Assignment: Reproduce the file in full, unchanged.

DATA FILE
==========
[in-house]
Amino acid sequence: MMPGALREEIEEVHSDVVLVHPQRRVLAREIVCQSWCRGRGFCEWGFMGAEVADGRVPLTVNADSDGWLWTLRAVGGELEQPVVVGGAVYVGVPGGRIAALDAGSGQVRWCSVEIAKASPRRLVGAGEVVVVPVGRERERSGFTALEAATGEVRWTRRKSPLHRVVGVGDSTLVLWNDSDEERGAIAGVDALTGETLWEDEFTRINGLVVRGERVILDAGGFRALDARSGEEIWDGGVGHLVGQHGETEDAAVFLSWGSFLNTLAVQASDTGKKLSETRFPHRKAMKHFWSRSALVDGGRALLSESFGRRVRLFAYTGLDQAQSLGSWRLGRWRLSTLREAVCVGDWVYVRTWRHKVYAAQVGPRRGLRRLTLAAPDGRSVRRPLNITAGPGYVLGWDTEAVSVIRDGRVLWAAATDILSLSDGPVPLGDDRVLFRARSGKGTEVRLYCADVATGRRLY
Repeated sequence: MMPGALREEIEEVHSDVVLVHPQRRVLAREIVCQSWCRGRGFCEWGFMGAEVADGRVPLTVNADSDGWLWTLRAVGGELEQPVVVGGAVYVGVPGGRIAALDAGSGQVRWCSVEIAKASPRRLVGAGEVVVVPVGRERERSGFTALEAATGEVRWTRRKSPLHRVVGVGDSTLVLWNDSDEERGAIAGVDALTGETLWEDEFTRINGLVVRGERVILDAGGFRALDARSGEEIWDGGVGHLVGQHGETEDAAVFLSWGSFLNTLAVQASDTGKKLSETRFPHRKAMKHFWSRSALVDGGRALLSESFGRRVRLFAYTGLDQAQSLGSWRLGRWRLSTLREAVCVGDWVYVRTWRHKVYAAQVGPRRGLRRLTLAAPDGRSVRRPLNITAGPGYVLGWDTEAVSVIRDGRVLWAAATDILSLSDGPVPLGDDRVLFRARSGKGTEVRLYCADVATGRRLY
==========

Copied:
[in-house]
Amino acid sequence: MMPGALREEIEEVHSDVVLVHPQRRVLAREIVCQSWCRGRGFCEWGFMGAEVADGRVPLTVNADSDGWLWTLRAVGGELEQPVVVGGAVYVGVPGGRIAALDAGSGQVRWCSVEIAKASPRRLVGAGEVVVVPVGRERERSGFTALEAATGEVRWTRRKSPLHRVVGVGDSTLVLWNDSDEERGAIAGVDALTGETLWEDEFTRINGLVVRGERVILDAGGFRALDARSGEEIWDGGVGHLVGQHGETEDAAVFLSWGSFLNTLAVQASDTGKKLSETRFPHRKAMKHFWSRSALVDGGRALLSESFGRRVRLFAYTGLDQAQSLGSWRLGRWRLSTLREAVCVGDWVYVRTWRHKVYAAQVGPRRGLRRLTLAAPDGRSVRRPLNITAGPGYVLGWDTEAVSVIRDGRVLWAAATDILSLSDGPVPLGDDRVLFRARSGKGTEVRLYCADVATGRRLY
Repeated sequence: MMPGALREEIEEVHSDVVLVHPQRRVLAREIVCQSWCRGRGFCEWGFMGAEVADGRVPLTVNADSDGWLWTLRAVGGELEQPVVVGGAVYVGVPGGRIAALDAGSGQVRWCSVEIAKASPRRLVGAGEVVVVPVGRERERSGFTALEAATGEVRWTRRKSPLHRVVGVGDSTLVLWNDSDEERGAIAGVDALTGETLWEDEFTRINGLVVRGERVILDAGGFRALDARSGEEIWDGGVGHLVGQHGETEDAAVFLSWGSFLNTLAVQASDTGKKLSETRFPHRKAMKHFWSRSALVDGGRALLSESFGRRVRLFAYTGLDQAQSLGSWRLGRWRLSTLREAVCVGDWVYVRTWRHKVYAAQVGPRRGLRRLTLAAPDGRSVRRPLNITAGPGYVLGWDTEAVSVIRDGRVLWAAATDILSLSDGPVPLGDDRVLFRARSGKGTEVRLYCADVATGRRLY